As most of the people spend about 85-90% of their time indoors, the understanding of the relationship between indoor and outdoor particle concentration becomes very important, especially when the concentration levels of pollutions outside are very high. This situation can be observed in Cracow. A city of great historical value and the former capital of Poland, is located in a very large valley. This unfavorable location makes natural ventilation of the city very difficult and for many days of the year the airspeed is very low here. Due to the wide use of coal for apartment heating and intense urban traffic in the historic city center, emission of pollutants is high, which causes a high concentration of atmospheric particulate matter PM10 and PM2.5. Effective ventilation of building interior is to maintain good indoor air quality by, among others, limiting the concentration of carbon dioxide, air humidity, chemical pollution, etc. At the same time, during periods of very high atmospheric PM concentration, the intended air exchange should be significantly reduced. The relation between internal and external concentration of particulate matters can be described by the parameter I/O (indoor/outdoor) ratio which varies considerably due to the air exchange rates. In Poland during winter months it’s lower than 1 as the concentration of particulate matters outside is high. The article presents the results of the measurements and analysis of the I/O ratio in the educational buildings in Cracow during winter season. Simultaneous measurements of particulate matters concentration inside the room and in external environment proved that I/O ratio varies considerably due to the external conditions fluctuations. The high PM concentration outside the building has a decisive impact on indoor air quality, especially when there are no sources of contamination inside.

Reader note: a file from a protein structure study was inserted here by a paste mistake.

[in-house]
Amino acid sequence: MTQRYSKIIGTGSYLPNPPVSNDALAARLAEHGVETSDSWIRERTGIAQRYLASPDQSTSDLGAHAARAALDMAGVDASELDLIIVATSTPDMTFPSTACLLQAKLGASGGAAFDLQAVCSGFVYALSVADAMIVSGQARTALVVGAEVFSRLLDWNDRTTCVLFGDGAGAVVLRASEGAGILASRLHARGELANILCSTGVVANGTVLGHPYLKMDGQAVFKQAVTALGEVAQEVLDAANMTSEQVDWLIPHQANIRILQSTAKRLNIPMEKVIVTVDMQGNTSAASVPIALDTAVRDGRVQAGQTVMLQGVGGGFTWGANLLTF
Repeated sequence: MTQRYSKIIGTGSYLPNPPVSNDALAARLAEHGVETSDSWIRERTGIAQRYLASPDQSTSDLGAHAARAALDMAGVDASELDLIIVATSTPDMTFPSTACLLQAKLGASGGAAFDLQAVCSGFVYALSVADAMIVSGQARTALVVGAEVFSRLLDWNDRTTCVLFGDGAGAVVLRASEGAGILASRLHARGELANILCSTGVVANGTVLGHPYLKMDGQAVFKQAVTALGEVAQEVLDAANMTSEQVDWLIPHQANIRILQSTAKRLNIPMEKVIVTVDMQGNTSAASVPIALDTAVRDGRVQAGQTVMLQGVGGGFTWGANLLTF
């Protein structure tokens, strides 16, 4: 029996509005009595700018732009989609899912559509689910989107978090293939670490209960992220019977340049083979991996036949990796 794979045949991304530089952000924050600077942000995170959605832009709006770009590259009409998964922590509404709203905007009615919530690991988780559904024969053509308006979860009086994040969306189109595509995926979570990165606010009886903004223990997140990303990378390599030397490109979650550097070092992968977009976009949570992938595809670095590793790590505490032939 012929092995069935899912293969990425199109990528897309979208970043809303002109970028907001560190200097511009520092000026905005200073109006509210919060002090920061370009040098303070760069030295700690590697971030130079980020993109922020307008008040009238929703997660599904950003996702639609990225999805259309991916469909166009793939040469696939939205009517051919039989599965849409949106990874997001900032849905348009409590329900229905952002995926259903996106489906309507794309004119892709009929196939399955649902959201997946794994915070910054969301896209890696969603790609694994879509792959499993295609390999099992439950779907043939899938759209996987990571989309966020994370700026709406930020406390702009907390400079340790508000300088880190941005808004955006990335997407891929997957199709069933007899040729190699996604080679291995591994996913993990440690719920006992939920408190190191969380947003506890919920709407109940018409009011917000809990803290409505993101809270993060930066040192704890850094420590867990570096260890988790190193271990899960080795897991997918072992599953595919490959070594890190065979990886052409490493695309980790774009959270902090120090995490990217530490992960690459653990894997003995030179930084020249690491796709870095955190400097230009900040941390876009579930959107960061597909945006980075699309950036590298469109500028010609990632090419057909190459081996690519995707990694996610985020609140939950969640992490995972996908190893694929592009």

11:21am - 11:24am

HIEQLab, a facility to support multi-domain human-centered research on building performance and environmental quality

Anna Pellegrino, Valentina Serra, Fabio Favoino, Arianna Astolfi, Luigi Giovannini, Andrè Clos